Wage and Price Stickiness and Economic Recovery
David Weinberger /
In a weak economy, the government should not erect barriers to hiring. But two government policies have hindered the already slow recovery: increases in the minimum wage and government unionization. Eliminating these policies would not be enough to spur a robust recovery—the cause of our current economic weakness goes far beyond these measures—but removing them would help.
In a truly free market, each individual pursuing his or her own interest has the freedom to choose where to work. Likewise, each employer has the freedom to decide whom to hire. Overall, people will work at jobs they believe offer a commensurate wage for their labor, and employers will hire workers who offer them commensurate labor for their wages. If either is dissatisfied, then the employee will find a new job and the employer will hire someone else, until both are satisfied.
In this scenario, wages and prices are flexible according to changes in supply and demand, meaning that prices and wages would immediately adjust to drops in output during recessions, so that recessions would be very short-lived.
Of course, we don’t operate in a completely free market. Instead, prices and wages can take time to adjust to changing conditions. Government interference contributes to this “stickiness.”
Consider the minimum wage, which is a price control on one’s labor. If an individual’s labor produces $5.50 an hour in value for an employer, but the minimum wage is $7.25 an hour, the employer will not hire that person. In a recession, the minimum wage can be particularly damaging. When employers experience serious financial loss and need to cut wages as a result, if they can’t reduce wages below the minimum wage, they are forced to lay off employees. In fact, the minimum wage is most harmful to low-income earners with low productivity. It often prices them out of the market. Why should government say no to someone who wants to work for $5.50 an hour and to an employer who wants to hire him? That job experience will make the worker more productive and enable him or her to earn more in the future—more than two-thirds of minimum-wage workers earn a raise within one year.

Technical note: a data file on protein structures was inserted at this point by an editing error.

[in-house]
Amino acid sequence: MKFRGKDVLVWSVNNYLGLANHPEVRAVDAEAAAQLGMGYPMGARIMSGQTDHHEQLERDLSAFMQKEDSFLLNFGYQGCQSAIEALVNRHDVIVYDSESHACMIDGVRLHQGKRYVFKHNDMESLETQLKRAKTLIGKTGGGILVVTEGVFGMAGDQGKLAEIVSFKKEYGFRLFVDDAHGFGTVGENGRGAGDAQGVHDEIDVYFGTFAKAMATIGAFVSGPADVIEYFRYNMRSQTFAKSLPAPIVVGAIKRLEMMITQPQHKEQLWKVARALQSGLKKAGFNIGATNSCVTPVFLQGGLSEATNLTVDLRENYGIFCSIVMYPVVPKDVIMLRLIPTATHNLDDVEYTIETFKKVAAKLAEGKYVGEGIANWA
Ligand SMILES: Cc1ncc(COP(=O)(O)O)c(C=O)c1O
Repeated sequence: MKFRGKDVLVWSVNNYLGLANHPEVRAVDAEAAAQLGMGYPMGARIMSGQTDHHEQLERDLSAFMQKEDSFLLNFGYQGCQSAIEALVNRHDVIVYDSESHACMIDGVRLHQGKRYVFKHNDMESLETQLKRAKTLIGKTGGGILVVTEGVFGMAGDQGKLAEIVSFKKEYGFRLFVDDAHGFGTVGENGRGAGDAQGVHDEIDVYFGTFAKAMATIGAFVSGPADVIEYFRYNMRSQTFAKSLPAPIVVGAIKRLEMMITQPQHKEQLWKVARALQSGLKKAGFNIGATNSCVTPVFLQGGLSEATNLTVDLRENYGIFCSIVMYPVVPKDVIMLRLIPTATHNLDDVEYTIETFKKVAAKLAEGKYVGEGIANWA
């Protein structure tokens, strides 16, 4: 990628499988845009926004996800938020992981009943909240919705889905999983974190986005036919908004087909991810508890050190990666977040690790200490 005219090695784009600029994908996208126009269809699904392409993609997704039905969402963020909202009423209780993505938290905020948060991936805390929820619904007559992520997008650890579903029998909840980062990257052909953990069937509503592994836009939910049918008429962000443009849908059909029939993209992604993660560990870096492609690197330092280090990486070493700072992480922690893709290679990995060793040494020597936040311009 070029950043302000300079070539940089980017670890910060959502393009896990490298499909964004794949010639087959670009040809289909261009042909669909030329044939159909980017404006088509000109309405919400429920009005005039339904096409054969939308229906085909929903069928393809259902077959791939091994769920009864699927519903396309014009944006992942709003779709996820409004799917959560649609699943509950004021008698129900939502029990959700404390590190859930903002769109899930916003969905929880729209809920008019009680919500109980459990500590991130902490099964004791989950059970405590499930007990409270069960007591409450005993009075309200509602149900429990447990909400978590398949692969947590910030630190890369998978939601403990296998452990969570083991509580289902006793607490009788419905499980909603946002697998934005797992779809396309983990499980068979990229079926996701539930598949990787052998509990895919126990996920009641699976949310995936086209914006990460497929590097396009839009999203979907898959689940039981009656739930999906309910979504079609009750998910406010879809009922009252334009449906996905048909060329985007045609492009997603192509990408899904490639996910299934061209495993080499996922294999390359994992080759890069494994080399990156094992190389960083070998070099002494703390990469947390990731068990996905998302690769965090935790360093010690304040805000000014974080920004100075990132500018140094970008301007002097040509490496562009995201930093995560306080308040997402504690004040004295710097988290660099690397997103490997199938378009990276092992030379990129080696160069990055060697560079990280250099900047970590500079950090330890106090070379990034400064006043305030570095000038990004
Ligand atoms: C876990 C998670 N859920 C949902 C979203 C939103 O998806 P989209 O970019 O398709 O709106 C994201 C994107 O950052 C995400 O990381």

Of course, the minimum wage affects a small portion of all U.S. workers. It is not the main reason unemployment remains so high. Still, reversing the recent 40 percent increase in the minimum wage would help low-income workers find jobs—particularly teenagers, whose unemployment rate is currently three times the national rate.
Government unions are a somewhat different form of price control: Government workers’ salaries are not dependent upon supply and demand forces of the free market. Rather, government unions can bargain to increase wages, and their wage contracts are almost always multi-year, meaning that regardless of economic conditions, their wages are locked in. This has a number of consequences.
One of those consequences, as with the minimum wage, is that salaries for government unions price people out of employment, particularly low-income earners. When state and local governments must cut costs but cannot reduce wage rates or benefit levels, their only alternative is to lay off employees. In Florida, Miami-Dade County will have to lay of hundreds of police officers, because their government unions rejected higher contributions for health coverage. States like Wisconsin that have reduced the power of government unions have been able to minimize such job losses.
The minimum wage and government unionization contribute to a slower than necessary recovery, as they distort natural pricing mechanisms. These issues are far from our worst roadblocks to recovery, but removing any barrier to growth provides more breathing room for the economy, and given our current growth rates, even small improvements would help.